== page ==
Miscarriage is a difficult yet (unfortunately) very commonly experience during pregnancy where a loss occurs prior to 20 weeks’ gestation. Recurrent miscarriage, where 3 consecutive miscarriages occur, while less prevalent, is still common and a condition we see and help manage in our patients frequently at Fertile Ground.
While in some cases the cause is unknown, there are many reasons associated with an increased risk and incidence of miscarriage including: anatomical, age, genetic, autoimmune, infectious, endocrine, chromosomal abnormalities, lifestyle and environmental factors. (1,2)
Following a thorough investigation to assess potential causes in each individual case, we usually recommend a broad range dietary, lifestyle, nutritional and herbal strategies to ameliorate the specific risk factors that may be contributing to miscarriage specific to each person/couple.
Dietary strategies we frequently recommend include reducing your consumption of refined sugars, processed, fried and vegetable fats, ‘junk’ proteins and processed foods and increasing your intake of vegetables, fruits, beneficial fats and whole food protein foods.
Why? Because such a dietary pattern will support both egg and sperm quality and many aspects of hormonal health (we know that this along with other therapeutic strategies is effective based on the many couples we have helped become parents).
Recently, a study has come out confirming what we see clinically in regards to diet quality and miscarriage – so let’s review what the investigators looked at and what they found:(Chung 2023)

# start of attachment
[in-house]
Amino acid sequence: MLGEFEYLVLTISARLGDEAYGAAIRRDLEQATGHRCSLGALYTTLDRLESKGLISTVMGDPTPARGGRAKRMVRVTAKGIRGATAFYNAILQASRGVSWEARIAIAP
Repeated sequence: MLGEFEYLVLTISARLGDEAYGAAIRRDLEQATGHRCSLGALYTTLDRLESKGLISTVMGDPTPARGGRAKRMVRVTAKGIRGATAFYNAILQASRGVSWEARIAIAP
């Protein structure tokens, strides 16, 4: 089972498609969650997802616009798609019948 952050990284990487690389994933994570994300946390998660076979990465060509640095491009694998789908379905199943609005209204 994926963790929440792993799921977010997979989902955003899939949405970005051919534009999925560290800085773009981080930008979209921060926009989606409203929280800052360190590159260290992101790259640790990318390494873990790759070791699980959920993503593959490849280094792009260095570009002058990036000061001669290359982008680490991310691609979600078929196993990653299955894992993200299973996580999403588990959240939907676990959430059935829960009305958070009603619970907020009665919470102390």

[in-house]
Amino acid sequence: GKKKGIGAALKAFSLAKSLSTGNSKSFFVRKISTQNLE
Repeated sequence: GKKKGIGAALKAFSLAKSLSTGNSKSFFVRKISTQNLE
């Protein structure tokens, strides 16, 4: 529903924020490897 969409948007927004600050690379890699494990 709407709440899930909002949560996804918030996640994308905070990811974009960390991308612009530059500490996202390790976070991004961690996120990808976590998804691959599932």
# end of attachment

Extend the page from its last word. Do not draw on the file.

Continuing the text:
The study was a systematic review and meta-analysis (which is an analysis of the findings of multiple studies) to summarise the association between preconception dietary intake and miscarriage risk in women of reproductive age.
It was found that eating a wholefood-based, seasonal, antioxidant-rich diet comprising increased consumption of vegetables, fruit, wholegrains and protein foods (eggs, seafood, dairy, meat) reduced the risk of miscarriage and was associated with good pregnancy outcomes.
They also found an association between a high intake of processed foods and increased miscarriage risk.
So quality matters – but so does timing and duration, as they also found that such benefits for miscarriage and pregnancy outcome involved following such a dietary pattern for between 1-4 years prior to conception.
If you have experienced miscarriage, or are starting out on your journey to conceive, preconception health for both females and males can make all the difference to your fertility and pregnancy outcomes. If you feel you need some help improving your dietary intake for fertility or general reproductive health, reach out and book an appointment today so we can help!
Written by Senior Fertility Naturopath & Nutritionist, Georgia Marrion
MHNut, BHsci (Comp Med), Adv.Dip HSci (Nat)
MNSA, MANPA, MFSA
1. Hecthman L. Advanced clinical naturopathic medicine. Elsevier: Chatswood, 2020.
2. Chung Y et al. The association between dietary patterns and risk of miscarriage: a systematic review and meta-analysis. Fert Ster 2023 Apr; S0015-0282 (23) 00296-0. https://pubmed.ncbi.nlm.nih.gov/37061157/